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Project Result: VIP Latrines

The school now has six new doors of VIP (ventilated improved pit) latrines. These latrines are easy to use and easy to clean. And with a rainwater catchment tank, there should be enough water to keep them clean all the time! These new latrines will replace the old ones that could no longer be used.

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Project Result: Hand-Washing Stations

The two hand-washing stations were delivered to school and handed over to the CTC club. They will teach other students how to properly wash their hands at these stations, and will make sure there is always soap or ash available.

Project Result: Rainwater Catchment Tank

Construction for this 30,000-liter tank began on August 1st.

The scheduling for this project posed the biggest challenge. Schools were closed for August holiday, so the collection of local materials needed for both the tank and latrines was difficult. School leadership and parents had agreed to find all of these materials, but they didn’t expect it to be vacation when they were needed. This delayed the project, but leadership and parents rallied together and came through. When our artisans arrived, the teachers even carried food to school for their meals.

First, the location was chosen with the collaboration of school leadership. We had to find a place that provided enough roof for a gutter system. We then cleared the ground, set and cast the foundational slab, built the wall, roofing, and installed the fittings such as delivery pipes, vent pipes, and screens. Finally, good drainage was ensured. Before the tank could begin collecting rainwater, we had it cure for four weeks.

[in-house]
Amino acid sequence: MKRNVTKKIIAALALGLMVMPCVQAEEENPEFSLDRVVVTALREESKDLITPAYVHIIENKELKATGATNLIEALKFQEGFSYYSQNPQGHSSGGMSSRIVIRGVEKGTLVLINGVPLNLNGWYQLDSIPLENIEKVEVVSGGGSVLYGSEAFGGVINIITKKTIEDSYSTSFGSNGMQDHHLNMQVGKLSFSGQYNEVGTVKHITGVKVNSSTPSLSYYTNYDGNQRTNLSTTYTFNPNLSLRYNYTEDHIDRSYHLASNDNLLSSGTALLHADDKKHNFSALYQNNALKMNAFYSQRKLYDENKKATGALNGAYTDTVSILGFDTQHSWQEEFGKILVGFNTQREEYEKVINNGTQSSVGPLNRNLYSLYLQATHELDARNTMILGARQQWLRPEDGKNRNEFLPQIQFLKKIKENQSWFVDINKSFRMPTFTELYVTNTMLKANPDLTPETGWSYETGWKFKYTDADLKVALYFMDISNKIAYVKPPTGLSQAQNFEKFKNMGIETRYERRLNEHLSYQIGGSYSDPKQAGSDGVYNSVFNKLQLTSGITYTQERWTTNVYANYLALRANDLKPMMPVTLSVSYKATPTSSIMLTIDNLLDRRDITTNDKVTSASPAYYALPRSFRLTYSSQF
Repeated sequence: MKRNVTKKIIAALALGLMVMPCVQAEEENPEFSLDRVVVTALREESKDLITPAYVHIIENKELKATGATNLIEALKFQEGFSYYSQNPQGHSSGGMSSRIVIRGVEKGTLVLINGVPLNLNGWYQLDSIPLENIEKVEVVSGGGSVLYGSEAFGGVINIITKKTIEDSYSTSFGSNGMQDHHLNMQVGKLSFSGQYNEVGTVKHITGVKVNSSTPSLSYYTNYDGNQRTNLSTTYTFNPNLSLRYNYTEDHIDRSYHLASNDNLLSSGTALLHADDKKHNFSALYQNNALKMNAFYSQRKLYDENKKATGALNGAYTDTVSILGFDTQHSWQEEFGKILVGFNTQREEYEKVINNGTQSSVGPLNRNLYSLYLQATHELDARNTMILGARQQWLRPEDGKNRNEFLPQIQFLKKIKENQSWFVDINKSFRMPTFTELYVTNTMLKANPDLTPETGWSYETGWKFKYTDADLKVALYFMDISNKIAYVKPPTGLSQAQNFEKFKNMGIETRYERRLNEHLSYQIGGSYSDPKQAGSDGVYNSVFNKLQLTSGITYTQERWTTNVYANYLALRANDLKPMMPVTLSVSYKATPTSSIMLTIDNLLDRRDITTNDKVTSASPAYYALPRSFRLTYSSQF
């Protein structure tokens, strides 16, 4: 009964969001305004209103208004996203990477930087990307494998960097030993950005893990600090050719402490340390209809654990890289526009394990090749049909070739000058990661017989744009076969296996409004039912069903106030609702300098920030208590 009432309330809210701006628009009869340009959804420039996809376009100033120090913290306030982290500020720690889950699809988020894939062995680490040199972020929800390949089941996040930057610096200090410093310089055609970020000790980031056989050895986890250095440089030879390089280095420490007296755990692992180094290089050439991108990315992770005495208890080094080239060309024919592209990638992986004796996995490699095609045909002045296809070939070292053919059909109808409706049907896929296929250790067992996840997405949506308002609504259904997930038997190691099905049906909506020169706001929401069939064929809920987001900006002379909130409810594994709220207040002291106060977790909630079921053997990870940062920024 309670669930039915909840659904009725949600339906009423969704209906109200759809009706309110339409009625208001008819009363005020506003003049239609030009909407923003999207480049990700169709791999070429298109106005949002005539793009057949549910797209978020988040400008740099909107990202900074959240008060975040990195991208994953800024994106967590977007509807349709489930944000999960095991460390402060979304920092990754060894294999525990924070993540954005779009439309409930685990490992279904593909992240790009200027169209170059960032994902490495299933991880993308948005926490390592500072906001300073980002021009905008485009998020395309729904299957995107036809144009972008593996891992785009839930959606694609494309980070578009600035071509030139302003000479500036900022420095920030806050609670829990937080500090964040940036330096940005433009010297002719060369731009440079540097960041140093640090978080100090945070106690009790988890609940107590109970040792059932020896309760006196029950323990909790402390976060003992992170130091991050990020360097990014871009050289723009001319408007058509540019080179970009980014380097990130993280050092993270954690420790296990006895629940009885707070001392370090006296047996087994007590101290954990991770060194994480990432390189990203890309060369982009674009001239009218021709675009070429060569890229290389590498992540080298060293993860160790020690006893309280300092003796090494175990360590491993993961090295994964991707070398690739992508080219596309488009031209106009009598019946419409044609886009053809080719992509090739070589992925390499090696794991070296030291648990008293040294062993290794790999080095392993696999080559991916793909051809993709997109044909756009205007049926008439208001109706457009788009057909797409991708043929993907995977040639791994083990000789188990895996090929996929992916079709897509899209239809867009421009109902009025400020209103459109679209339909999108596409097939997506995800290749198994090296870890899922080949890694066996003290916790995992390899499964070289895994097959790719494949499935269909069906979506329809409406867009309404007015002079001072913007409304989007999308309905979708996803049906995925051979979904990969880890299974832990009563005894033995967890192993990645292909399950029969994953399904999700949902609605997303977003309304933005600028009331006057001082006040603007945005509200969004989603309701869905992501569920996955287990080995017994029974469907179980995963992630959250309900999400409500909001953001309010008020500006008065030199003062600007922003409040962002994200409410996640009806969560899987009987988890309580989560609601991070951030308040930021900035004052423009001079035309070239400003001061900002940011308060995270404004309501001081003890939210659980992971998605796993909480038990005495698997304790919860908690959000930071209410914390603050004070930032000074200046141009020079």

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One of the teachers on the CTC Club, Mr. Okumu Ferdinand, was extremely involved in each phase of the project. He was one of the happiest at the tank’s completion! He said, “This is a great project and a facelift to this school since we are now a water reliable institution. I doubt if there will be situations where pupils will have to carry water from home anymore. We will longer be called an old place station in two as the rest of the schools call us. There is going to be a massive and intensive campaign for proper maintenance of the facilities. I am extremely excited with the 30,000-liter tank. It is amazing, and I am sure it will serve us well!”